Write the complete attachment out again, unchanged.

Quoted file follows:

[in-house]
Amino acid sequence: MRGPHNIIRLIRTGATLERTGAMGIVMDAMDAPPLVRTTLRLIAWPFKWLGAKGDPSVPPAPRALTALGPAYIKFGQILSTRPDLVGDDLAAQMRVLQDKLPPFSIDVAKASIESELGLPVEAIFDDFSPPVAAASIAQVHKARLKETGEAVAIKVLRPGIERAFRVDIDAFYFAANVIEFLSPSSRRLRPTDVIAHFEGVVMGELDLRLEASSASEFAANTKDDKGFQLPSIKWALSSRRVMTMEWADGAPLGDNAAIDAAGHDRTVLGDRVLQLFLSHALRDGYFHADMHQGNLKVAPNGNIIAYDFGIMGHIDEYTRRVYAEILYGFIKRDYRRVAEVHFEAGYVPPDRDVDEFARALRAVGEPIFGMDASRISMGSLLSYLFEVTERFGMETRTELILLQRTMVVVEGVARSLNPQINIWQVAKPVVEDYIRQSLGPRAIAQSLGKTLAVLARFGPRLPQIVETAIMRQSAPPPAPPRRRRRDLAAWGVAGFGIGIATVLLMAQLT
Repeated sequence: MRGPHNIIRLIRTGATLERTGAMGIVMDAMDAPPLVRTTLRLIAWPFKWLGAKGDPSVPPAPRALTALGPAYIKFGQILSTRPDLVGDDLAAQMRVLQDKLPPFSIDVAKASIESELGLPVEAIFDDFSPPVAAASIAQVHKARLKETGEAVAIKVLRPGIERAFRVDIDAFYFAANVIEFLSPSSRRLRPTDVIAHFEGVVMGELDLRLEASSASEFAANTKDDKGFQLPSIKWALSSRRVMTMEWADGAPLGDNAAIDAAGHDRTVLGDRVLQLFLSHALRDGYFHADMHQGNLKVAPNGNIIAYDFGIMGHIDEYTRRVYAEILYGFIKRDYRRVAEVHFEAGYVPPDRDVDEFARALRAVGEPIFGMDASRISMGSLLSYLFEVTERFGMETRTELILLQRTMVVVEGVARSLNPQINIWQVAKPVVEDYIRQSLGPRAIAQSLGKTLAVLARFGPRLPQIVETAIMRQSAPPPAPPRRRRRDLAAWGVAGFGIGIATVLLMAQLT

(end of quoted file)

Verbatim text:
[in-house]
Amino acid sequence: MRGPHNIIRLIRTGATLERTGAMGIVMDAMDAPPLVRTTLRLIAWPFKWLGAKGDPSVPPAPRALTALGPAYIKFGQILSTRPDLVGDDLAAQMRVLQDKLPPFSIDVAKASIESELGLPVEAIFDDFSPPVAAASIAQVHKARLKETGEAVAIKVLRPGIERAFRVDIDAFYFAANVIEFLSPSSRRLRPTDVIAHFEGVVMGELDLRLEASSASEFAANTKDDKGFQLPSIKWALSSRRVMTMEWADGAPLGDNAAIDAAGHDRTVLGDRVLQLFLSHALRDGYFHADMHQGNLKVAPNGNIIAYDFGIMGHIDEYTRRVYAEILYGFIKRDYRRVAEVHFEAGYVPPDRDVDEFARALRAVGEPIFGMDASRISMGSLLSYLFEVTERFGMETRTELILLQRTMVVVEGVARSLNPQINIWQVAKPVVEDYIRQSLGPRAIAQSLGKTLAVLARFGPRLPQIVETAIMRQSAPPPAPPRRRRRDLAAWGVAGFGIGIATVLLMAQLT
Repeated sequence: MRGPHNIIRLIRTGATLERTGAMGIVMDAMDAPPLVRTTLRLIAWPFKWLGAKGDPSVPPAPRALTALGPAYIKFGQILSTRPDLVGDDLAAQMRVLQDKLPPFSIDVAKASIESELGLPVEAIFDDFSPPVAAASIAQVHKARLKETGEAVAIKVLRPGIERAFRVDIDAFYFAANVIEFLSPSSRRLRPTDVIAHFEGVVMGELDLRLEASSASEFAANTKDDKGFQLPSIKWALSSRRVMTMEWADGAPLGDNAAIDAAGHDRTVLGDRVLQLFLSHALRDGYFHADMHQGNLKVAPNGNIIAYDFGIMGHIDEYTRRVYAEILYGFIKRDYRRVAEVHFEAGYVPPDRDVDEFARALRAVGEPIFGMDASRISMGSLLSYLFEVTERFGMETRTELILLQRTMVVVEGVARSLNPQINIWQVAKPVVEDYIRQSLGPRAIAQSLGKTLAVLARFGPRLPQIVETAIMRQSAPPPAPPRRRRRDLAAWGVAGFGIGIATVLLMAQLT